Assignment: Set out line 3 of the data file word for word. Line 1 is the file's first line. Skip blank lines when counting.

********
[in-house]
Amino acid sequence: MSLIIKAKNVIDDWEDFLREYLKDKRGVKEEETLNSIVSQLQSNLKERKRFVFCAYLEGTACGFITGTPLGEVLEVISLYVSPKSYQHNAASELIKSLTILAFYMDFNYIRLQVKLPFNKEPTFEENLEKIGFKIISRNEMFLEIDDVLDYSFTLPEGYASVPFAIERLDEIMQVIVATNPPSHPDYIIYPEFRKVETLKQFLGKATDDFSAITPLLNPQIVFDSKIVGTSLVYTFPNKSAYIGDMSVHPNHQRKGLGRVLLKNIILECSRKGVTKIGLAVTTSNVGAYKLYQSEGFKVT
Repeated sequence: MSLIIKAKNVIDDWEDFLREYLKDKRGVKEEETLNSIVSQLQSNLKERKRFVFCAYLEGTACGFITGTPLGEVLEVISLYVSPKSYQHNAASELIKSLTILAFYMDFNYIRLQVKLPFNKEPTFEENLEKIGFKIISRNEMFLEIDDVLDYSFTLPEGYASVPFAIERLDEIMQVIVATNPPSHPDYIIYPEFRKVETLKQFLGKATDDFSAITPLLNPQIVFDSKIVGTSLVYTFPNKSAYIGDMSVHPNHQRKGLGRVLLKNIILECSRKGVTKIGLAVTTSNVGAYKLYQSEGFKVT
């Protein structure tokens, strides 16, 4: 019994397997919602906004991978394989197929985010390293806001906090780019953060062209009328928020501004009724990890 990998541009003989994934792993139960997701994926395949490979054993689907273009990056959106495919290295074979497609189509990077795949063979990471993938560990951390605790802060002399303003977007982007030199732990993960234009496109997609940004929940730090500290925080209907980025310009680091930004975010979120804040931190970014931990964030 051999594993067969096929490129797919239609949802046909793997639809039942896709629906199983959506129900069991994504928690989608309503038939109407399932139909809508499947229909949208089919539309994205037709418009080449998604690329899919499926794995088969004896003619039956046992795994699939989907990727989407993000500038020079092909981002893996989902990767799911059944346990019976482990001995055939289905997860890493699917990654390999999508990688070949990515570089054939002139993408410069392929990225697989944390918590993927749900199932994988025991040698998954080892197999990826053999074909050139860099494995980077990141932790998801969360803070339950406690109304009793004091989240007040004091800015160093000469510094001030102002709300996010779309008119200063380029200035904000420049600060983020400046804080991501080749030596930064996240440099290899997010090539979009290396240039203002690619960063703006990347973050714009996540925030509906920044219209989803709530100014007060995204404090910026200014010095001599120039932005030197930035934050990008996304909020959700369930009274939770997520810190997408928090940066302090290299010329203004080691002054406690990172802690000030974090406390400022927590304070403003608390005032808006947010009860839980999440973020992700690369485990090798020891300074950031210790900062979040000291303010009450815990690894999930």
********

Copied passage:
Repeated sequence: MSLIIKAKNVIDDWEDFLREYLKDKRGVKEEETLNSIVSQLQSNLKERKRFVFCAYLEGTACGFITGTPLGEVLEVISLYVSPKSYQHNAASELIKSLTILAFYMDFNYIRLQVKLPFNKEPTFEENLEKIGFKIISRNEMFLEIDDVLDYSFTLPEGYASVPFAIERLDEIMQVIVATNPPSHPDYIIYPEFRKVETLKQFLGKATDDFSAITPLLNPQIVFDSKIVGTSLVYTFPNKSAYIGDMSVHPNHQRKGLGRVLLKNIILECSRKGVTKIGLAVTTSNVGAYKLYQSEGFKVT